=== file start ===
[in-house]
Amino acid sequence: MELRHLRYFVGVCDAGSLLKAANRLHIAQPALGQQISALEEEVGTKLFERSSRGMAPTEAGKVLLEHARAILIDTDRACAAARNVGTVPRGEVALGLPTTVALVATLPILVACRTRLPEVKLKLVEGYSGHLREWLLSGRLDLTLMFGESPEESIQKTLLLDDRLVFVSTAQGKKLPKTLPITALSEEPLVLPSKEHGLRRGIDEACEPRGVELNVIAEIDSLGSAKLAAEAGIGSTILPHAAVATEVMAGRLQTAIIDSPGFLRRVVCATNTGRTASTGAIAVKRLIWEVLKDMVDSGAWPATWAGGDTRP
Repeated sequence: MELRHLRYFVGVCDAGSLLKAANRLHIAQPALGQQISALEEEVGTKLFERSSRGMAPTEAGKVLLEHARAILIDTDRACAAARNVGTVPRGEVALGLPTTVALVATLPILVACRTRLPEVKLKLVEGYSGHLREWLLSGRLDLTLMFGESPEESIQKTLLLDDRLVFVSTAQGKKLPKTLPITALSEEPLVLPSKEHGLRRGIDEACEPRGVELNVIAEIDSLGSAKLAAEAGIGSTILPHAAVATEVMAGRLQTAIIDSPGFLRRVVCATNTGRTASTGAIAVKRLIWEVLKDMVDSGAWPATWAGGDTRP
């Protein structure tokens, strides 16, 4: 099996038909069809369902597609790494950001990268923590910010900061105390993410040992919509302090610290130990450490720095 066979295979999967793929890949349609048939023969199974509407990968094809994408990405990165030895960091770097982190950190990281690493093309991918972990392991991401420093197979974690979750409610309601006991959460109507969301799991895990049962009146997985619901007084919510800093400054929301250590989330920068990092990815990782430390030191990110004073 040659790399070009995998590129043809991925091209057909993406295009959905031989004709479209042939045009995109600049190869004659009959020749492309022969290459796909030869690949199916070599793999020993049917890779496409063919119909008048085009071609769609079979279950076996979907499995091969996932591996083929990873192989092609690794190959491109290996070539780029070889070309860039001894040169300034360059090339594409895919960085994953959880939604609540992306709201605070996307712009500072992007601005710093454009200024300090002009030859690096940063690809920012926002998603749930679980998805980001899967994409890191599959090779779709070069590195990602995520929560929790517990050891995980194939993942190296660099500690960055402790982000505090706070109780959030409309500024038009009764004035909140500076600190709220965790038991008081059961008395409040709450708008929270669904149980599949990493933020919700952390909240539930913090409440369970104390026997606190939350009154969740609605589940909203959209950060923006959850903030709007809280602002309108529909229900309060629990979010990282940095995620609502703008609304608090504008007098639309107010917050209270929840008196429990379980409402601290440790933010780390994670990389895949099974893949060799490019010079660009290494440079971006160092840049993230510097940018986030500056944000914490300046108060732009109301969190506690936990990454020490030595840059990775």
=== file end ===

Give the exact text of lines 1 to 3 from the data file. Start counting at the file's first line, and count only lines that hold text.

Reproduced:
[in-house]
Amino acid sequence: MELRHLRYFVGVCDAGSLLKAANRLHIAQPALGQQISALEEEVGTKLFERSSRGMAPTEAGKVLLEHARAILIDTDRACAAARNVGTVPRGEVALGLPTTVALVATLPILVACRTRLPEVKLKLVEGYSGHLREWLLSGRLDLTLMFGESPEESIQKTLLLDDRLVFVSTAQGKKLPKTLPITALSEEPLVLPSKEHGLRRGIDEACEPRGVELNVIAEIDSLGSAKLAAEAGIGSTILPHAAVATEVMAGRLQTAIIDSPGFLRRVVCATNTGRTASTGAIAVKRLIWEVLKDMVDSGAWPATWAGGDTRP
Repeated sequence: MELRHLRYFVGVCDAGSLLKAANRLHIAQPALGQQISALEEEVGTKLFERSSRGMAPTEAGKVLLEHARAILIDTDRACAAARNVGTVPRGEVALGLPTTVALVATLPILVACRTRLPEVKLKLVEGYSGHLREWLLSGRLDLTLMFGESPEESIQKTLLLDDRLVFVSTAQGKKLPKTLPITALSEEPLVLPSKEHGLRRGIDEACEPRGVELNVIAEIDSLGSAKLAAEAGIGSTILPHAAVATEVMAGRLQTAIIDSPGFLRRVVCATNTGRTASTGAIAVKRLIWEVLKDMVDSGAWPATWAGGDTRP